Mr. Blagojevich, a Democrat, is the first governor in Illinois history to be impeached.
The New York Times
My trip to Illinois included three days in Springfield, the state capital. And that is how I have my very own photos of the august capitol, and how it came to pass that I was on a tour of the building, just as Governor Blago was in Chicago, announcing Burris as his choice for the open Obama Senate seat (Dec. 30).
We stopped by an office on one of the floors, and the guide made a point of saying that this the “actual working office” of the governor. We were allowed to take pictures of the anteoffice, and there is a portrait of good old Honest Abe next to a statuette of Elvis, which the guide made a point to say is an important possession of the governor.
Under the watchful eye of the great Lincon, the ego is the Las Vegas Elvis, with all the undertones of the delusions of kingship. That pretty much sums up the Blago. New Yorkers can’t really throw stones at governors these days—the era of Mario Cuomo being long over. But, woah.
Blago ended yesterday's press conference with Tennyson's Idyls of the King:
"Though much is taken, much abides; and though
We are not now that strength which in old days
Moved earth and heaven, that which we are, we are;
One equal temper of heroic hearts,
Made weak by time and fate, but strong in will
To strive, to seek, to find, and not to yield"
That's the same way that Fraiser Crane ended his last radio show. This is one pop culture kind of leader.
Springfield is a company town; almost everyone works for the state government. My Illinois friends say that Blagojevich is NEVER THERE—-he won’t live in the executive mansion, but lives in Chicago instead. He announces everything from Chicago. What an insult to his own state government staff.
The general observation has been that Obama has distanced himself from Blago for years now. That’s good. The whole “tainting” issue, in terms of Burris, would apply to Obama too, though less drastically so.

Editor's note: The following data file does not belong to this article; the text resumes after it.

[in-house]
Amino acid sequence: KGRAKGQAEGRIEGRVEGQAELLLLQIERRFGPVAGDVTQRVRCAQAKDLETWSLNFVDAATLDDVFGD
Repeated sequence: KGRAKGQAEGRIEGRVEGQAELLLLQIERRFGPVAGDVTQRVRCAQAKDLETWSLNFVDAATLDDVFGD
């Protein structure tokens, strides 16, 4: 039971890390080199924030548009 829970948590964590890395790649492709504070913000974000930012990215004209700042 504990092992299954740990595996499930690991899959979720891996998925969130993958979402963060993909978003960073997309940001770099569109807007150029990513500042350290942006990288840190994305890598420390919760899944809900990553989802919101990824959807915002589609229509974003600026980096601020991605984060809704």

But that shouldn't worry the president-elect, for Stanley Fish brings intellectual smoke and mirrors to the rescue. Citing no less than St. Augustine, Hobbes, and the tradition of the monarchy, Fish reasons that the workings of the body politic are in a dimension beyond anyone’s particular body:
The (perhaps paradoxical) truth is that while governing has or should have a moral purpose — to safeguard and advance the health and prosperity of the polity — it is not a moral practice. That is, one engages in it not by applying moral principles but by applying legal principles. Senator Reid and his colleagues in the Democratic party seem finally to have figured that out, which is why, in the absence of any more bombshell revelations, Roland Burris will be seated as the junior senator from Illinois.
Of course, many don't agree with this perspective:
That a marriage be valid though the clerk be immoral is in no way analogous to the Blago-Burris situation. . . . Blagojevich stands accused of bleeping attempting to sell the office to which he has appointed Burris, and he has been caught on tape saying as much. Burris knew this (and evidently spoke out against Blago shortly after the governor’s arrest). When he accepted a Senate seat that Blago had been marketing, Burris himself acquired the taint. There is a direct relationship between the alleged crime (selling the seat) and the appointment. As Reid said before Burris/Rush/Blago played the race card and Obama muscled him to reverse himself, any Blago appointee would be tainted.
There is a spirited discussion following Prof. Fish’s essay, which makes for interesting reading during a snowy weekend. But soon we’ve all got to get beyond these distractions and pay full attention to the new president and his plans for leading this country.
Travel tip: If you go to Springfield, I highly recommend that State House Inn. It has been beautifully renovated to late 1960s grooviness.